Most people focus on a wholesale shift in media dollars from desktop to mobile. But as cross-channel targeting becomes more efficient, and data can flow from a mobile device to a desktop, how do you see the datasets used to identify intent on mobile, namely location, fitting with the cookie-based data typically used online?
What’s interesting about cross-device is the ability to flow both ways. Initially we are seeing a lot of search data from desktop devices being put to use for targeting users while they are on their mobile device.
But on the other hand we’re also starting to see the ability to take audiences generated by mobile location data and target those users when they are on a desktop or laptop, maybe a device where they tend to do more of their purchasing. We’re definitely starting to see that data flow both ways.
Let’s talk about incentives. Facebook and others have made a push to ditch post-click attribution models recently. What advancements in data are allowing companies to solve attribution in ways that it couldn’t five years ago?
The big move in attribution is from last-click attribution toward full-funnel attribution models. The definition of full-funnel attribution models is expanding. Not only are companies able to track attribution from other digital advertising or conversion to online, but we’re also starting to see attribution from purchases offline through CRM data linking and also through physical visits to a store by tracking beacons or GPS location.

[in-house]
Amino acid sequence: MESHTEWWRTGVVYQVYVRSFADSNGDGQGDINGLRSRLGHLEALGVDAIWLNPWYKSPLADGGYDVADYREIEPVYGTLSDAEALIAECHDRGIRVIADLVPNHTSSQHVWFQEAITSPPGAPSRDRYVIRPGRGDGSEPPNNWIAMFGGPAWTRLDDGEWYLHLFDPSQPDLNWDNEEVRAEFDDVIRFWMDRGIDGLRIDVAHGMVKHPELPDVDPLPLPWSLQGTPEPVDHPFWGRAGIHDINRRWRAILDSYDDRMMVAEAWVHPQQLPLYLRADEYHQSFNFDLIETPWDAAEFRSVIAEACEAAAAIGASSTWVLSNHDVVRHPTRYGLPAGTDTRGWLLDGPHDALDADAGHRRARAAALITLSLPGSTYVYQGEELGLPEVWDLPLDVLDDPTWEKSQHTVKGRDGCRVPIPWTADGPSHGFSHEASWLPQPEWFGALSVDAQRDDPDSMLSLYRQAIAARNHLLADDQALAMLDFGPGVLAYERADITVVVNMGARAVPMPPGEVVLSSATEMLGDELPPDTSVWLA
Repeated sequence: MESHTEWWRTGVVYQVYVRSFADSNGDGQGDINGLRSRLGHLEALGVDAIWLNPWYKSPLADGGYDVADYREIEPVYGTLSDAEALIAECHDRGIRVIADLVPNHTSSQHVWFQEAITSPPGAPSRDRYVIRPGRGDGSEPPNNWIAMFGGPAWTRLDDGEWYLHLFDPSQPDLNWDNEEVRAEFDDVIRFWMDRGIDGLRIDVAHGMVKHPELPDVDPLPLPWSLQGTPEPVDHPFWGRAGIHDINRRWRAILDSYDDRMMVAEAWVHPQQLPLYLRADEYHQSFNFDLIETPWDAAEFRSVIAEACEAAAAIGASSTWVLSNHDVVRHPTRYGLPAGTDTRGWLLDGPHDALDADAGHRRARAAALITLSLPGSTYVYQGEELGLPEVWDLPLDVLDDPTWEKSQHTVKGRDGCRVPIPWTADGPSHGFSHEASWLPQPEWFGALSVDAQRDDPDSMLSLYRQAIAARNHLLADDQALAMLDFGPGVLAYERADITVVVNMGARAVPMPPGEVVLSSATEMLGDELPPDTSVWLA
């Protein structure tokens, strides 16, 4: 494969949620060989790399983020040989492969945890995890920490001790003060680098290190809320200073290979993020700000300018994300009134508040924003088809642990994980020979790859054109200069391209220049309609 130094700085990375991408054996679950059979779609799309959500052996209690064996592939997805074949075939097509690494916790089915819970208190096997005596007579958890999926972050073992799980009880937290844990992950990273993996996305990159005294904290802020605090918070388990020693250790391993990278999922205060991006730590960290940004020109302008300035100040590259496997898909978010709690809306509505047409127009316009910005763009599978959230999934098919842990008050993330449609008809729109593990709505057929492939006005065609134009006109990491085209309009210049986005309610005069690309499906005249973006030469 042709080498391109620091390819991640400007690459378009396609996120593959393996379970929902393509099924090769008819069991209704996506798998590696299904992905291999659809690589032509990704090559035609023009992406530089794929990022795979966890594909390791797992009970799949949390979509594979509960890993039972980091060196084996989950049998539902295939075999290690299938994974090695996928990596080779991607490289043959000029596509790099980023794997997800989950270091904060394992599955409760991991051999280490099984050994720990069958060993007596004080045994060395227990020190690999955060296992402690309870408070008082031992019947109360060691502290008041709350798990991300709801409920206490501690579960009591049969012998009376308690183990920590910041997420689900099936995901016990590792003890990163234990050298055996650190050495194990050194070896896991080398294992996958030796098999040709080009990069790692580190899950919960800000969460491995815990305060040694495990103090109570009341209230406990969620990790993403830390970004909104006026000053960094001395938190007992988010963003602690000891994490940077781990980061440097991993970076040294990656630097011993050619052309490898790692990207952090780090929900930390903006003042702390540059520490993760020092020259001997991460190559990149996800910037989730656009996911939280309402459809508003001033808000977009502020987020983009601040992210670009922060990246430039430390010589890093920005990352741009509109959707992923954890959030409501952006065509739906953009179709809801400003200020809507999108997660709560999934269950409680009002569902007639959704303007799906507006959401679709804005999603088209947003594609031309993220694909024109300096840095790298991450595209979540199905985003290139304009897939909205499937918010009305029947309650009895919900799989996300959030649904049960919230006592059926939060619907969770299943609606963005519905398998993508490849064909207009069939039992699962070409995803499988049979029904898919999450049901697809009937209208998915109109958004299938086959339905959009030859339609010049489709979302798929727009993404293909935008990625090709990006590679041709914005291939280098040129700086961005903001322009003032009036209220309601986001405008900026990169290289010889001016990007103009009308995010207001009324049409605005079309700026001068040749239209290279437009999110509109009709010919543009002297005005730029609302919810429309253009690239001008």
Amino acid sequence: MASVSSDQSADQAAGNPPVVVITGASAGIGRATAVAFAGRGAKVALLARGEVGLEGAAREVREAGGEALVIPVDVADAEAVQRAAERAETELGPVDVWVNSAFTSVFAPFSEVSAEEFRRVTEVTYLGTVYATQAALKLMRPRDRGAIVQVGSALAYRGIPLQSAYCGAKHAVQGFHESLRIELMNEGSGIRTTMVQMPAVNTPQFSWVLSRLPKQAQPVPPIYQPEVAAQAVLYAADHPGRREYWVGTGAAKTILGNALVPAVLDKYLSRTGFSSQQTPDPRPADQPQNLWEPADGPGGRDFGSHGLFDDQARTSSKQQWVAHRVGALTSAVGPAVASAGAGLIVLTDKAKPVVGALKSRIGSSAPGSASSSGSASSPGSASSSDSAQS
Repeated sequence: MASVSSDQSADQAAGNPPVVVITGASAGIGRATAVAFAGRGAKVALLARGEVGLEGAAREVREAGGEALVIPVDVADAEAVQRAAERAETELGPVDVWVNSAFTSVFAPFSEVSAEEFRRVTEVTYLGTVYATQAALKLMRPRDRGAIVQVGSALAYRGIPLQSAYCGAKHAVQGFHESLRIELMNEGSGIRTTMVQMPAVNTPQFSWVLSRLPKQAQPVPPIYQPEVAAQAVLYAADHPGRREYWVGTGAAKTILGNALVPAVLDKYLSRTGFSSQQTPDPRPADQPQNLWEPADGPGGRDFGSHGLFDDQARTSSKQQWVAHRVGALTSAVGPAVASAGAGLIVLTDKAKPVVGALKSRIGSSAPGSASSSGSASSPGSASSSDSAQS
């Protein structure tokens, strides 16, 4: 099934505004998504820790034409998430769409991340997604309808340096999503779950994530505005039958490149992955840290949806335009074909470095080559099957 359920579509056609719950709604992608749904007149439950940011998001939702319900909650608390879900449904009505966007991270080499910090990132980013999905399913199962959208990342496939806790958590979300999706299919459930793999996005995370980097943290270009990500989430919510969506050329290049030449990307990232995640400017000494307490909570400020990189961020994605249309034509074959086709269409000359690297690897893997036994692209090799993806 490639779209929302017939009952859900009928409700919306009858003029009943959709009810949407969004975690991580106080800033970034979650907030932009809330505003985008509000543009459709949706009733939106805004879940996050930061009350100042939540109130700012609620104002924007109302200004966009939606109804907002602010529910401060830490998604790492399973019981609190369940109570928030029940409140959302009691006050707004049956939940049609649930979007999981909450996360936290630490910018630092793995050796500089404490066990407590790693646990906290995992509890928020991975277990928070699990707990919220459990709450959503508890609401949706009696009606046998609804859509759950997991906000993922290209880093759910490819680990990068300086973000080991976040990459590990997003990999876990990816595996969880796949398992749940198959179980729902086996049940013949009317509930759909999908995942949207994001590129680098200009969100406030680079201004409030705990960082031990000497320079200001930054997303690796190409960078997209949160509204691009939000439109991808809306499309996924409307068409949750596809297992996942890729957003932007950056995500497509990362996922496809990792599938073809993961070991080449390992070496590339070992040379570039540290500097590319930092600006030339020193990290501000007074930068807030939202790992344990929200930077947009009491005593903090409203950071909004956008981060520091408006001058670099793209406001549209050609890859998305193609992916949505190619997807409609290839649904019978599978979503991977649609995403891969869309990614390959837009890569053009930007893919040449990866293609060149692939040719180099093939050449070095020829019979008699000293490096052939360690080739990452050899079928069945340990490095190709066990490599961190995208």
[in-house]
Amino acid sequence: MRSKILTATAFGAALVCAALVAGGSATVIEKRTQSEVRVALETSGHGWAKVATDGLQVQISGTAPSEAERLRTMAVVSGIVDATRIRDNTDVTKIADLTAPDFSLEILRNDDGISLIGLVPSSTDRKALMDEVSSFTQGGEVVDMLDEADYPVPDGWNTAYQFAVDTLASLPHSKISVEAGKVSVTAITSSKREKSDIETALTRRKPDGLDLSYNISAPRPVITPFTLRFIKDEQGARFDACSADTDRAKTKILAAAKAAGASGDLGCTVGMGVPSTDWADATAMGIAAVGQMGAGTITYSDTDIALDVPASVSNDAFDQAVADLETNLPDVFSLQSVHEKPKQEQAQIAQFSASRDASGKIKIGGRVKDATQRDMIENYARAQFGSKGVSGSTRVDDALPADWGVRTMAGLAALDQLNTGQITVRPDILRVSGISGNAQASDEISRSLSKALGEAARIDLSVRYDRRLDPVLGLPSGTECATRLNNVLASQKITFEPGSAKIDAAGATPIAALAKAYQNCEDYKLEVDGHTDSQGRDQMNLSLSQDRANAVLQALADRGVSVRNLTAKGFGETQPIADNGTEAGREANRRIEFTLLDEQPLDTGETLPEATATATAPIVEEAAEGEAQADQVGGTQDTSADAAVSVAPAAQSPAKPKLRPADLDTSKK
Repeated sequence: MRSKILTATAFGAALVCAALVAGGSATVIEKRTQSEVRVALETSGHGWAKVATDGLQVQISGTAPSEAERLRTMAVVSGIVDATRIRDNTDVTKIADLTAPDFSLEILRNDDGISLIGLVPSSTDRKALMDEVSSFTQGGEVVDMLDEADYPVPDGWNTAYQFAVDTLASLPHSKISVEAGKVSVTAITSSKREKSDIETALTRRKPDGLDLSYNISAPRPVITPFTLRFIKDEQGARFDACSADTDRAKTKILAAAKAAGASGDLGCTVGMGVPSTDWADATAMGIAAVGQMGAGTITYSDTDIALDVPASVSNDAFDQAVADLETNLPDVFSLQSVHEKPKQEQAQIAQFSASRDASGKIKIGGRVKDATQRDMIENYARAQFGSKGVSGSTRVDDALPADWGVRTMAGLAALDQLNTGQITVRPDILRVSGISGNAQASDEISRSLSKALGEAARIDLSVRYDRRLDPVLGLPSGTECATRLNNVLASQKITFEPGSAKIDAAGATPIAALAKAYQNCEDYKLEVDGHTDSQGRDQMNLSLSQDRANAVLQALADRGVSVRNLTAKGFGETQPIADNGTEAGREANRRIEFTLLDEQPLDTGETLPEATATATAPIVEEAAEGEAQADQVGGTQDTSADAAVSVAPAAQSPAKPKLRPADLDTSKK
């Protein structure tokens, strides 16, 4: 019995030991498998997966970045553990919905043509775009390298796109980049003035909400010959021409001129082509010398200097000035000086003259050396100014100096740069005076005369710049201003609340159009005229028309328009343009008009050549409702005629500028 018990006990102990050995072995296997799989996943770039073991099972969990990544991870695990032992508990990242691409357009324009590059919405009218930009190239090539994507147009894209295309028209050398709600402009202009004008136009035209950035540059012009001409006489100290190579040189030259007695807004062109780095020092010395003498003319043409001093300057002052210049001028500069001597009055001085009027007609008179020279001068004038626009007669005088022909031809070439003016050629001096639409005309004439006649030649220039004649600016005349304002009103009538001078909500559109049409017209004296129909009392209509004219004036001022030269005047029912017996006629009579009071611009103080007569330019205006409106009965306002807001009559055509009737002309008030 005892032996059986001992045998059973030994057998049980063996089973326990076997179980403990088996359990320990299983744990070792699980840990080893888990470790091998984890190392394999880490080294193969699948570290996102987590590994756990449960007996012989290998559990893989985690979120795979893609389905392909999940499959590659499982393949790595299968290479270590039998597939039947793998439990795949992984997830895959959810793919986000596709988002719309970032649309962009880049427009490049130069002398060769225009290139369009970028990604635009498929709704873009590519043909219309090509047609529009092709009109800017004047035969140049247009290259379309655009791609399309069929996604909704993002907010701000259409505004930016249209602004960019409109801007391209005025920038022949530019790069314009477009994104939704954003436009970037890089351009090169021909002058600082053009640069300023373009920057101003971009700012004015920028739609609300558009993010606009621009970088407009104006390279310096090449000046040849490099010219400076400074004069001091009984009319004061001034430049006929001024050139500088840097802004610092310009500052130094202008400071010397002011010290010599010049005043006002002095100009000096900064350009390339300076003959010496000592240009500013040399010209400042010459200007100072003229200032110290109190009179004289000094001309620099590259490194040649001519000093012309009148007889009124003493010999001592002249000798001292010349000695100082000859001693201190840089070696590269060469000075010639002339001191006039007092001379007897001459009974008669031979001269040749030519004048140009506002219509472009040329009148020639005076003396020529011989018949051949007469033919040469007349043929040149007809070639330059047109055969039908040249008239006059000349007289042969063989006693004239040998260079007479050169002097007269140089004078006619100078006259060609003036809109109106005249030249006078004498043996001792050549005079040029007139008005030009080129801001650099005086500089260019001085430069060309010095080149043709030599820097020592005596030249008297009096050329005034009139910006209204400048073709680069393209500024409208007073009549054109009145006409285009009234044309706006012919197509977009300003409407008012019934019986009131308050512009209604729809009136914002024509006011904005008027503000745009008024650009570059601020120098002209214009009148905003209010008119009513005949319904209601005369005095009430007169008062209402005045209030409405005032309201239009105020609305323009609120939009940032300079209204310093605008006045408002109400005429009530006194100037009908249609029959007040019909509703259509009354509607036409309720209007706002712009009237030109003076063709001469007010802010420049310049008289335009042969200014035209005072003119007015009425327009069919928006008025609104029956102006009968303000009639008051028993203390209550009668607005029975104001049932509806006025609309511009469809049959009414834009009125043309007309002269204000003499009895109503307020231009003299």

The big move is the definition of what goes into full-funnel. It used to be full-funnel was just online activity now we’re seeing full-funnel include offline activity as well.
Retailers and others are collecting huge amounts of information about their own customers. How can marketers use what they know about their existing customers to better inform how they message new ones?
Look-alike modeling has been done in the online world for quite some time. Separately, there’s been look alike modeling done in the offline world for quite sometime. The developments over the last few years have been able to bridge the two types of look alike models so retailers can take offline data from their CRM systems and point of sales systems, profile their ideal customers/users and then target those profiles online with display, mobile and video ads.
Liz Taurasi is a contributor to Street Fight. This interview has been edited for length and clarity